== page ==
The fresh cranberries are conveyed into the building and go through a succession of blowers, shakers, brushers and float tanks to remove the leaves, sticks, soft rotten fruit and tiny unripened fruit. The fruit is then washed and dried and then make their way up a conveyor belt to a tunnel freezer, which essentially flash freezes the berries.
The fresh cranberries are conveyed into the building and go through a succession of blowers, shakers, brushers and float tanks to remove the leaves, sticks, soft rotten fruit and tiny unripened fruit. The fruit is then washed and dried and then make their way up a conveyor belt to a tunnel freezer, which essentially flash freezes the berries.

“David built the cranberry farm on Heckman’s Island from scratch,” explained Evelyn. “We saw him at breakfast, but after a day’s work at High Liner and a quick supper, off he went to play with his excavator, clearing land, creating flat beds and an irrigation system.”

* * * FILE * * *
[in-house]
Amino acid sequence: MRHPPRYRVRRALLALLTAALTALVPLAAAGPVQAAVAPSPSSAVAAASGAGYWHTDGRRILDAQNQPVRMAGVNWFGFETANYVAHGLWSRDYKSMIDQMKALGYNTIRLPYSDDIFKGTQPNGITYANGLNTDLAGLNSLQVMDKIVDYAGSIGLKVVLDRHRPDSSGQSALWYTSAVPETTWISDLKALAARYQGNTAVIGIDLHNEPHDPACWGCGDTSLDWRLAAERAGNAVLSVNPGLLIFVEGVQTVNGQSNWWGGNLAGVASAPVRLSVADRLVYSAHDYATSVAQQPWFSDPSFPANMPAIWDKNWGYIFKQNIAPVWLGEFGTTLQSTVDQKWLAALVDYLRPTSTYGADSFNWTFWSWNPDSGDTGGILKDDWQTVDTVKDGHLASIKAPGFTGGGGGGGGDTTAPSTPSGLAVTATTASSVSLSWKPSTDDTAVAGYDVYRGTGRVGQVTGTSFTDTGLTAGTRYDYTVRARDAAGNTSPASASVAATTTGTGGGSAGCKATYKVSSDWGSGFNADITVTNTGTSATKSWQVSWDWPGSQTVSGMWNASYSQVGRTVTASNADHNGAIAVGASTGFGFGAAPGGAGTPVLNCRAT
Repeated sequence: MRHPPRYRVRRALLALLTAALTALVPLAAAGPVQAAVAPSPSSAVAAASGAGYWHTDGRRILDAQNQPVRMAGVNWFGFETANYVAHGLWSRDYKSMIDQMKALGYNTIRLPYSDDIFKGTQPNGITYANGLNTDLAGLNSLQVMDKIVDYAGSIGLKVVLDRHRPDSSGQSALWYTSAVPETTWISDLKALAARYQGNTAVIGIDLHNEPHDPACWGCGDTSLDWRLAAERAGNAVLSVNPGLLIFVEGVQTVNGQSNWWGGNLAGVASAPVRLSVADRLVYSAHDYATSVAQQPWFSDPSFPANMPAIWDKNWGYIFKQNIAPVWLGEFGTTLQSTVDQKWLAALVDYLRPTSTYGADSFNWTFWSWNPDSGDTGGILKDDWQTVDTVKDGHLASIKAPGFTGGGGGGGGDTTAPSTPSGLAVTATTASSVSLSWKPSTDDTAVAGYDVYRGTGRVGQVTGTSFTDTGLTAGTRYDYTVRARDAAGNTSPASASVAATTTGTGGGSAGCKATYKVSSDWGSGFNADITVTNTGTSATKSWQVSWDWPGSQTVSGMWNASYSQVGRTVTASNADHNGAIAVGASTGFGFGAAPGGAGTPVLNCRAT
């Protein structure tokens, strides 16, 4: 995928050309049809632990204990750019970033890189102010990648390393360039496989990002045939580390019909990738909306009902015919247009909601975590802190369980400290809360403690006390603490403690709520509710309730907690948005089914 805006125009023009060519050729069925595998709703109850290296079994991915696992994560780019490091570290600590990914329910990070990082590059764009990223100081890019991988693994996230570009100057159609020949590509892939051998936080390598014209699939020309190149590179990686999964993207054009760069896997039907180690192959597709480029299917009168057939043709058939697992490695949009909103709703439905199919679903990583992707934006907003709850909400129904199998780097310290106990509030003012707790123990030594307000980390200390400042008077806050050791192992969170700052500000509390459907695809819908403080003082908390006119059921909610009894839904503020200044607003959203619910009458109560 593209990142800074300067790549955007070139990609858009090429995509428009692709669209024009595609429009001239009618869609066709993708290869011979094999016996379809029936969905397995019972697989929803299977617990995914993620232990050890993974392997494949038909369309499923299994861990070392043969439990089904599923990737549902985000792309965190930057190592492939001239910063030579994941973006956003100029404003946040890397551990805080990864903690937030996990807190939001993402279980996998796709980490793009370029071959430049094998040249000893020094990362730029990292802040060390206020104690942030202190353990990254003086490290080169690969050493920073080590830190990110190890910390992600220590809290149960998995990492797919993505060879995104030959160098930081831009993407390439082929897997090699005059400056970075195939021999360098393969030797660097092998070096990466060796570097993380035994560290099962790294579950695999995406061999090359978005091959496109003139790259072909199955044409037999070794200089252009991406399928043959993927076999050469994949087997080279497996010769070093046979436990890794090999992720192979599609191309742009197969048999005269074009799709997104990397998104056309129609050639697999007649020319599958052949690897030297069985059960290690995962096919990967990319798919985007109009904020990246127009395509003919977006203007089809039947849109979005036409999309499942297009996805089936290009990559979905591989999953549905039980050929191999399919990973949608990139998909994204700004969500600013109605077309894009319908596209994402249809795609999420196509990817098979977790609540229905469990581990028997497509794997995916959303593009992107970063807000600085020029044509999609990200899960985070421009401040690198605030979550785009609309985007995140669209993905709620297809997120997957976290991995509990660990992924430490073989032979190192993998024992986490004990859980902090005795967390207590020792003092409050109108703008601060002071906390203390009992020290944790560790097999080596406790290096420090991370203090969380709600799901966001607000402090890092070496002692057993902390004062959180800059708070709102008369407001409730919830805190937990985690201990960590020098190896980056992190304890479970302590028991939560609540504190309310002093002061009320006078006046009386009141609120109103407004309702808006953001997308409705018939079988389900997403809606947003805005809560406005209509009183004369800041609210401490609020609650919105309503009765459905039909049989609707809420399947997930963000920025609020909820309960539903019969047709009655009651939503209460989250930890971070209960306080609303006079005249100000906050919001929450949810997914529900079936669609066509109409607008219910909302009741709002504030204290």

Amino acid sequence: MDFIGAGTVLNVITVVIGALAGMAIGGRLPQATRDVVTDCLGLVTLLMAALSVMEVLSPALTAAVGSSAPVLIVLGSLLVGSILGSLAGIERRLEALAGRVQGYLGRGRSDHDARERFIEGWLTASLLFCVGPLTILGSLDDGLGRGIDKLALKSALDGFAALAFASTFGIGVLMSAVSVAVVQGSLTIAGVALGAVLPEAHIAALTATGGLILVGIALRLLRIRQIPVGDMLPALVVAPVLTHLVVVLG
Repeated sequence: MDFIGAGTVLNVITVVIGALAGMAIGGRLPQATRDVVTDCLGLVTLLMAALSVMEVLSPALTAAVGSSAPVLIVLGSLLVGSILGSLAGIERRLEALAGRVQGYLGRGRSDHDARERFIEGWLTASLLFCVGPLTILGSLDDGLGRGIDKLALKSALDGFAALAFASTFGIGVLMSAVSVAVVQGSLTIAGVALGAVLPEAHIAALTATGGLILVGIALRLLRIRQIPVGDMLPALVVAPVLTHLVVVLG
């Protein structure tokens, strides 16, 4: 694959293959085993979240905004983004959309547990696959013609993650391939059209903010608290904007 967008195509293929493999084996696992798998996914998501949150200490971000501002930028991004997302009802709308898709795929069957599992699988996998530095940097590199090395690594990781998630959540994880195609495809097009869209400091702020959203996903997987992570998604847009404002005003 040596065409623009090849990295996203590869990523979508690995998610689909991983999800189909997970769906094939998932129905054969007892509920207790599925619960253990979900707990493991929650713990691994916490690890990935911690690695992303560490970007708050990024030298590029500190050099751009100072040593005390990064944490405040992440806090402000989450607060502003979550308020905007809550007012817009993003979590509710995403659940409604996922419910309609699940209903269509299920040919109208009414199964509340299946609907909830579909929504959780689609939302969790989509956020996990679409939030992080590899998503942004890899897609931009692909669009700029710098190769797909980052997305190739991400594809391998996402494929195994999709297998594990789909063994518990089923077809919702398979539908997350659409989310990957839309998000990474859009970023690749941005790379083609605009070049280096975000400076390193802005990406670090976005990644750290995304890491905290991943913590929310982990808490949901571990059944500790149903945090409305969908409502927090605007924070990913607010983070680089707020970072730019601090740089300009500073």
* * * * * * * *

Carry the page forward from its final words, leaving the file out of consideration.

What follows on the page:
David credits the generous advice and help from other local cranberry farmers as well as a course in cranberry farming provided by the provincial Department of Agriculture for giving him a good start.

Evelyn laughs remembering the first year or so after cranberry harvests began.

“Yes, we rolled cranberries down an inclined window screen to clean and sort them, bought a couple of freezers, and started kitchen canning. I hauled fresh-off-the-field cranberries to local markets and we eventually opened a u-pick, which was the first cranberry u-pick in Nova Scotia.”

Their children grew up working on the farm. At age five, eldest son John was able to drive an excavator to load a dump truck and who, by the way, will join the business after graduating from the commerce program at Queen’s University next spring.